Here’s something we haven’t done before. I’m going to post a rather interesting critique of Jordan Peterson by a trans person named Natalie Wynn. This is not another SJW shouting incoherently about Peterson being a racist. This is actually a thoughtful, sustained argument about his central message by someone who is obviously well educated. That said, some of it does take place in a bathtub.
The clip actually contains a surprising amount of respect for Peterson’s strengths as a communicator and an even more surprising amount of distaste for the some of the politics being practiced on the left. You might find the style a bit off-putting but I actually found it pretty well made and even funny at times in a Mr. Plinkett/Red Letter Media sort of way. Even if you don’t like the style, the clip is pretty thoughtful. But (spoiler alert) I think the central criticism is ultimately a near miss.
Wynn spends a lot of this 28-minute clip introducing Peterson and acknowledges early on that one of the reasons he’s become so popular is that interviewers seem intent on mischaracterizing him. “A lot of leftists who have responded to Peterson haven’t really engaged with his ideas very much,” Wynn says. After showing a bit of the infamous Cathy Newman interview, she continues (yes, I’m using Wynn’s preferred pronoun), “I think to people watching this it comes off as if leftists are afraid of his ideas.” So the point of this clip is to deal seriously with the ideas, something I would say was severely lacking from that awful NY Times profile of Peterson.
The central criticism Wynn levels is that Peterson’s arch nemesis is something he labels “postmodern neo-Marxism.” What does Peterson mean by that phrase and is it even coherent? The meaning of Marxism (or neo-Marxism) is pretty self-evident. Wynn defines it as a “grand narrative about humanity” that frames the human condition in economic terms. But what is the meaning of “postmodern” in general and in this phrase in particular?
Wynn spends about 10 minutes walking through the history of ideas since the enlightenment and argues that postmodernism, while very difficult to define, ultimately seems to boil down to the view that there are no grand narratives because we can’t claim there are any privileged universal truths on which to make grand claims. Wynn sees this idea as essentially at odds with the grand narrative of Marxism. Therefore the idea of “postmodern neo-Marxism” sounds internally incoherent.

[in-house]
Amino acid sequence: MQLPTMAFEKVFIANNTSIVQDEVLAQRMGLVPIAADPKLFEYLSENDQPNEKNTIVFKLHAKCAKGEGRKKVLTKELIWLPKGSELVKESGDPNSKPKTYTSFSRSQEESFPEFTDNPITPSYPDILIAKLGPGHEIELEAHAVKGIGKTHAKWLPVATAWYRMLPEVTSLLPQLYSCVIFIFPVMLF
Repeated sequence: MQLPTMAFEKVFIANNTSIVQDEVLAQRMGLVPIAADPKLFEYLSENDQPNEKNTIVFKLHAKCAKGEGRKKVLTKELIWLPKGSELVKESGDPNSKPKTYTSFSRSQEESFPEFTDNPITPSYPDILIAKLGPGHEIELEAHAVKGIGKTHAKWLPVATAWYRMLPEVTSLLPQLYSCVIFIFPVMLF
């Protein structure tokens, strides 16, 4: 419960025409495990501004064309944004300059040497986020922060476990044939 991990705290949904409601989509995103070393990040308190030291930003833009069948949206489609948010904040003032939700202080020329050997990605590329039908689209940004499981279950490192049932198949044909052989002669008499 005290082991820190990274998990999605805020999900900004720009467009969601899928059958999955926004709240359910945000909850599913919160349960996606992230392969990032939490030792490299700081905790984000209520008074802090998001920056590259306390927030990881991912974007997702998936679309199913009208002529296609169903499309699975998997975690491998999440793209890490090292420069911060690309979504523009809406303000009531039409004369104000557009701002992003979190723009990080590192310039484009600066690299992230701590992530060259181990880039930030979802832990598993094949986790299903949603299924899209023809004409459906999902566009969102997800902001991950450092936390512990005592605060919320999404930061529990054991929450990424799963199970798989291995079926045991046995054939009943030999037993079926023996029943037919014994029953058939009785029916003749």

Wynn also notes that Marxists and SJW supporters of identity politics actually disagree with each other frequently on principle even though Peterson seems to be lumping them together as all the same sort of thing. I have the cued up about 10 minutes in where most of the actual content begins. When you’ve had enough, skip below for my response.
Are postmodernists and Marxists really opposites? Is the phrase “postmodern neo-Marxists” really incoherent? If you frame things was Wynn has done, then arguably yes. The problem is that Jordan Peterson frames things differently and in his telling, these ideas are not so different. This is something that Peterson has talked about a number of times including in the clip below.
Peterson agrees that Marxism was a modernist economic critique of capitalism, but notes that it was one specifically based on class/group identities, i.e. the proletariat and the bourgeosie, the exploited and the exploiters. The grand narrative of Marxism was that, over time, capitalism would fail and be replaced by a more equitable economic system. Equity was the ultimate goal.
As Peterson sees it, the 20th-century efforts to instantiate Marxism in various places (the USSR, China) were such devastating failures that by the latter half of the century intellectuals were looking for a new home. Enter the French postmodernists whose innovation was to argue that the struggle for power isn’t merely over wealth but also involves the patriarchy, racism, etc. It’s the oppressed vs. the oppressor in all its guises. Peterson sees postmodernism as a kind of re-branding of the central Marxist concern over social equity.
Is Peterson right about that transition? I’ll leave that to others to decide, but it does seem to me that he has a view of things that makes sense of the precise contradiction Wynn is pointing out. Here’s Peterson’s description of how Marxists re-branded as postmodernists.